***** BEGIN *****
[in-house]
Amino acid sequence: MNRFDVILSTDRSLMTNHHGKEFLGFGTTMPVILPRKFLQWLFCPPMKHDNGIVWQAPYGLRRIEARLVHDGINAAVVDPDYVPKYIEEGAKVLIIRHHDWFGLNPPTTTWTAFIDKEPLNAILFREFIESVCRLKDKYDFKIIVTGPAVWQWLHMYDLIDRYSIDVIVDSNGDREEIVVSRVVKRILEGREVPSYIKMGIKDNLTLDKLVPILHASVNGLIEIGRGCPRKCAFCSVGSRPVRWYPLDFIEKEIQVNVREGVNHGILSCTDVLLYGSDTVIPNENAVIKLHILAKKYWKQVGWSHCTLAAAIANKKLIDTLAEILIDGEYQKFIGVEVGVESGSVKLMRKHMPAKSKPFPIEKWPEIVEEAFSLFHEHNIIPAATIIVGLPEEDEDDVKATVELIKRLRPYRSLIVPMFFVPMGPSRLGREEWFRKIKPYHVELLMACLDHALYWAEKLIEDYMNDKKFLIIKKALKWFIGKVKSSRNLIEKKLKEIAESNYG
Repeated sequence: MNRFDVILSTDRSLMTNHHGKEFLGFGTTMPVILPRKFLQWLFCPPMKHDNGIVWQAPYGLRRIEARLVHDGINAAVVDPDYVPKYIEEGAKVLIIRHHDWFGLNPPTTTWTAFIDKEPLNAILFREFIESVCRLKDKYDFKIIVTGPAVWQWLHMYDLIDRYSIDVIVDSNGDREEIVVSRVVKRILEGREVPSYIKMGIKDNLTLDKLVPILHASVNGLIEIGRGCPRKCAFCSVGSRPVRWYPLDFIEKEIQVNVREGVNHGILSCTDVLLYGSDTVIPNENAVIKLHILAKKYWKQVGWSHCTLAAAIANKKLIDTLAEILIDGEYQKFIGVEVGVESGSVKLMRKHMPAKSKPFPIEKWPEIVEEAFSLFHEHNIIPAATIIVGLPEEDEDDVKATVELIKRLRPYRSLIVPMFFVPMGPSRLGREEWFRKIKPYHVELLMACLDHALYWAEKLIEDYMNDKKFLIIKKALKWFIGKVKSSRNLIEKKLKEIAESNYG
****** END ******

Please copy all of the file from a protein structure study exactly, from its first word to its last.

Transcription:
[in-house]
Amino acid sequence: MNRFDVILSTDRSLMTNHHGKEFLGFGTTMPVILPRKFLQWLFCPPMKHDNGIVWQAPYGLRRIEARLVHDGINAAVVDPDYVPKYIEEGAKVLIIRHHDWFGLNPPTTTWTAFIDKEPLNAILFREFIESVCRLKDKYDFKIIVTGPAVWQWLHMYDLIDRYSIDVIVDSNGDREEIVVSRVVKRILEGREVPSYIKMGIKDNLTLDKLVPILHASVNGLIEIGRGCPRKCAFCSVGSRPVRWYPLDFIEKEIQVNVREGVNHGILSCTDVLLYGSDTVIPNENAVIKLHILAKKYWKQVGWSHCTLAAAIANKKLIDTLAEILIDGEYQKFIGVEVGVESGSVKLMRKHMPAKSKPFPIEKWPEIVEEAFSLFHEHNIIPAATIIVGLPEEDEDDVKATVELIKRLRPYRSLIVPMFFVPMGPSRLGREEWFRKIKPYHVELLMACLDHALYWAEKLIEDYMNDKKFLIIKKALKWFIGKVKSSRNLIEKKLKEIAESNYG
Repeated sequence: MNRFDVILSTDRSLMTNHHGKEFLGFGTTMPVILPRKFLQWLFCPPMKHDNGIVWQAPYGLRRIEARLVHDGINAAVVDPDYVPKYIEEGAKVLIIRHHDWFGLNPPTTTWTAFIDKEPLNAILFREFIESVCRLKDKYDFKIIVTGPAVWQWLHMYDLIDRYSIDVIVDSNGDREEIVVSRVVKRILEGREVPSYIKMGIKDNLTLDKLVPILHASVNGLIEIGRGCPRKCAFCSVGSRPVRWYPLDFIEKEIQVNVREGVNHGILSCTDVLLYGSDTVIPNENAVIKLHILAKKYWKQVGWSHCTLAAAIANKKLIDTLAEILIDGEYQKFIGVEVGVESGSVKLMRKHMPAKSKPFPIEKWPEIVEEAFSLFHEHNIIPAATIIVGLPEEDEDDVKATVELIKRLRPYRSLIVPMFFVPMGPSRLGREEWFRKIKPYHVELLMACLDHALYWAEKLIEDYMNDKKFLIIKKALKWFIGKVKSSRNLIEKKLKEIAESNYG